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Dodo1

  • 2 years ago

f(x)=[Inx]^4

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  1. geerky42
    • 2 years ago
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    Do you know chain rule? @Dodo1

  2. Dodo1
    • 2 years ago
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    Logarithmic Derivative rules that i have to use

  3. Dodo1
    • 2 years ago
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    Yes I do, f'(g(x).g(x)'

  4. geerky42
    • 2 years ago
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    Yeah. Use it. You should get 4(lnx)³ · (1/x)

  5. Dodo1
    • 2 years ago
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    is that answer?

  6. Dodo1
    • 2 years ago
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    its not Logarithmic Derivative is it?

  7. Dodo1
    • 2 years ago
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    @zepdrix any ideas?

  8. zepdrix
    • 2 years ago
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    Why would they want you to apply Logarithmic Differentiation to this problem? Very strange... Ok I guess we can do it though :\ Rewrite \(\large f(x)\) as \(\large y\). Then take the log (base e) of both sides. \[\large \ln y=\ln\left[(\ln x)^4\right]\]

  9. Dodo1
    • 2 years ago
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    put In to both side, ok

  10. zepdrix
    • 2 years ago
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    Using a rule of logarithms,\[\large \color{royalblue}{\log(b^\color{orangered}{a})=\color{orangered}{a}\log(b)}\] We can bring that 4 out front.

  11. zepdrix
    • 2 years ago
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    This is going to be a much more difficult problem using Logarithmic Differentiation. I'm not sure why the directions would suggest you do this :) lol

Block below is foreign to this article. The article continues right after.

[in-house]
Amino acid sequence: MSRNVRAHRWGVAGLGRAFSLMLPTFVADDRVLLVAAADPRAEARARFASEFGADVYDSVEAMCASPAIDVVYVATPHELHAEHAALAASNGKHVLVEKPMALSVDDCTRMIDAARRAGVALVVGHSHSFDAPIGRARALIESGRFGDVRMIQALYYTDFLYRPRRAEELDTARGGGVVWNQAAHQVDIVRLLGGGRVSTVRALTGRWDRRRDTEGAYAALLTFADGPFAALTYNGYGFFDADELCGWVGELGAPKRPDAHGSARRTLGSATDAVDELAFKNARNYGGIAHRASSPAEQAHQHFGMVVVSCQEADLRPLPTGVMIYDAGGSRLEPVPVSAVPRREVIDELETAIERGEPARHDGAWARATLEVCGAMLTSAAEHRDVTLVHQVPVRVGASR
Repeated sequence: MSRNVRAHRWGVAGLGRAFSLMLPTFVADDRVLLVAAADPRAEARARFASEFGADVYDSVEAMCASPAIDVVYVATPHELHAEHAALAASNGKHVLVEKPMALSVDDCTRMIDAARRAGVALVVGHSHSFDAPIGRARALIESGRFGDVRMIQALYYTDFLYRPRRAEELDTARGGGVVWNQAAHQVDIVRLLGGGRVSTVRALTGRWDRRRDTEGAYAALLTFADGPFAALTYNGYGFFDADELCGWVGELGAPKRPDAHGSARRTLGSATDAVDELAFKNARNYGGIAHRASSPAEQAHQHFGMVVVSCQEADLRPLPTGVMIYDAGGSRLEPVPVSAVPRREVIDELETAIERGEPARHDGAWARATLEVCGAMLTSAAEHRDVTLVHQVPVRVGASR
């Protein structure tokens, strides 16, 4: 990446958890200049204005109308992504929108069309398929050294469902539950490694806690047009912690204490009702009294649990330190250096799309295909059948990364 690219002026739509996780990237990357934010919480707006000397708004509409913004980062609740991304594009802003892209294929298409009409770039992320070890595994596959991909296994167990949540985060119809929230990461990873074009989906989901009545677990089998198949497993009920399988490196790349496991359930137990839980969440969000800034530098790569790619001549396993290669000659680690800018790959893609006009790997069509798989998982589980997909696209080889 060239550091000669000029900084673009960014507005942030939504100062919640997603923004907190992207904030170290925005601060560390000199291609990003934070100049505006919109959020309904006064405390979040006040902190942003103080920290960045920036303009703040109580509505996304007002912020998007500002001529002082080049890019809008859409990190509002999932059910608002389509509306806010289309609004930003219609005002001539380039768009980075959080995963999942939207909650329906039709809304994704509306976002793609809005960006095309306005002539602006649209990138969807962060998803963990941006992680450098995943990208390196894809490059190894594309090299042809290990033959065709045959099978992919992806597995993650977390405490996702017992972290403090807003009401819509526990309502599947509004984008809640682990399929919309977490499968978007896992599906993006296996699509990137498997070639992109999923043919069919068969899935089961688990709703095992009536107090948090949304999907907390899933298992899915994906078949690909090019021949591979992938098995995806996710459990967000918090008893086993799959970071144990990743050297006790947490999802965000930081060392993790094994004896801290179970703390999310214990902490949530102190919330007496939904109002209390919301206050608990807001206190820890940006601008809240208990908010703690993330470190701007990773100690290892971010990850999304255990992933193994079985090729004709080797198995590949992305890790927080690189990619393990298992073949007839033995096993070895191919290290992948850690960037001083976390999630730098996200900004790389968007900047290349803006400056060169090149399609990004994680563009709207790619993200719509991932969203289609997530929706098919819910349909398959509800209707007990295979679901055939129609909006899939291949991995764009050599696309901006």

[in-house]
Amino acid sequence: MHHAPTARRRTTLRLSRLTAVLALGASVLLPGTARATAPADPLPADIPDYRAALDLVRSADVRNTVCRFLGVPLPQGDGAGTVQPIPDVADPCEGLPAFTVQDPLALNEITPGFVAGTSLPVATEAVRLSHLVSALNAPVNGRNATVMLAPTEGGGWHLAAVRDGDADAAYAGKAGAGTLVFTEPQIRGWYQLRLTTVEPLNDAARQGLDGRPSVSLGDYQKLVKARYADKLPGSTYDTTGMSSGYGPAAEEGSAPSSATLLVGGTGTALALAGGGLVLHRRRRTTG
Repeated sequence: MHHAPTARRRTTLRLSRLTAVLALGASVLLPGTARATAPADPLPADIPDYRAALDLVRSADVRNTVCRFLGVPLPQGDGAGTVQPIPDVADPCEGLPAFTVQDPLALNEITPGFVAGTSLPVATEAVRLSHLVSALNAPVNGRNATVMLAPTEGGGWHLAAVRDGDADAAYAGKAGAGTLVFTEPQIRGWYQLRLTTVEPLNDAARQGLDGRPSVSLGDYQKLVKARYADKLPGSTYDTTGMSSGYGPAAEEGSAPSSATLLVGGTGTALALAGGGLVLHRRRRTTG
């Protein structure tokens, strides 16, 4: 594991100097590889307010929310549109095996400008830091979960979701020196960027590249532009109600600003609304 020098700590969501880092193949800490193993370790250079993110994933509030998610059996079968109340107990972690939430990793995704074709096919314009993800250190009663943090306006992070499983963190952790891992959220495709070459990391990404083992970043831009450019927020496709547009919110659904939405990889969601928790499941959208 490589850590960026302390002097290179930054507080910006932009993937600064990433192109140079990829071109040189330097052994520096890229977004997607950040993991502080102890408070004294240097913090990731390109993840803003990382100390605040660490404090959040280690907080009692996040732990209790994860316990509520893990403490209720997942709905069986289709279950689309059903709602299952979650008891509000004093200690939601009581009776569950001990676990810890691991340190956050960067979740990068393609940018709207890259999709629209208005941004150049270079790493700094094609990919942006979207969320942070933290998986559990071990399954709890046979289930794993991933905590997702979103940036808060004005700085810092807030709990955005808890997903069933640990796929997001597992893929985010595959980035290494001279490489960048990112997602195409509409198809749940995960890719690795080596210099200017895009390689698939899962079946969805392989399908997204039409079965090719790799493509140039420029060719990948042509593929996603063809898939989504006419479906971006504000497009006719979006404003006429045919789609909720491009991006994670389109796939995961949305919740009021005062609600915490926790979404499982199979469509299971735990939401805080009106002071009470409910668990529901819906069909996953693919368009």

12. zepdrix
    • 2 years ago
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    \[\large \ln y=4 \ln\left[\ln x\right]\]

  13. zepdrix
    • 2 years ago
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    Take the derivative of both sides with respect to x. Wanna take a shot at that part? :) What do you get on the left side of the equation?

  14. Dodo1
    • 2 years ago
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    4log(x)?

  15. zepdrix
    • 2 years ago
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    whut? D:

  16. geerky42
    • 2 years ago
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    What do you get on the left side of the equation? LEFT side

  17. Dodo1
    • 2 years ago
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    oh left x/1?

  18. Dodo1
    • 2 years ago
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    No its just Y?

  19. Dodo1
    • 2 years ago
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    Im really bad at log stff!

  20. Dodo1
    • 2 years ago
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    @geerky42 ?

  21. Dodo1
    • 2 years ago
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    Oh! I see ops

  22. zepdrix
    • 2 years ago
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    y'/y

  23. Dodo1
    • 2 years ago
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    1/y' is y'/y?

  24. zepdrix
    • 2 years ago
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    \[\large \frac{d}{dx}\ln y \qquad = \qquad \frac{1}{y}\cdot\frac{dy}{dx}\]

  25. Dodo1
    • 2 years ago
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    thats cool!

  26. Dodo1
    • 2 years ago
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    so 1/y*dy/x= In[Inx]^4. do i use chain rule for the next step?

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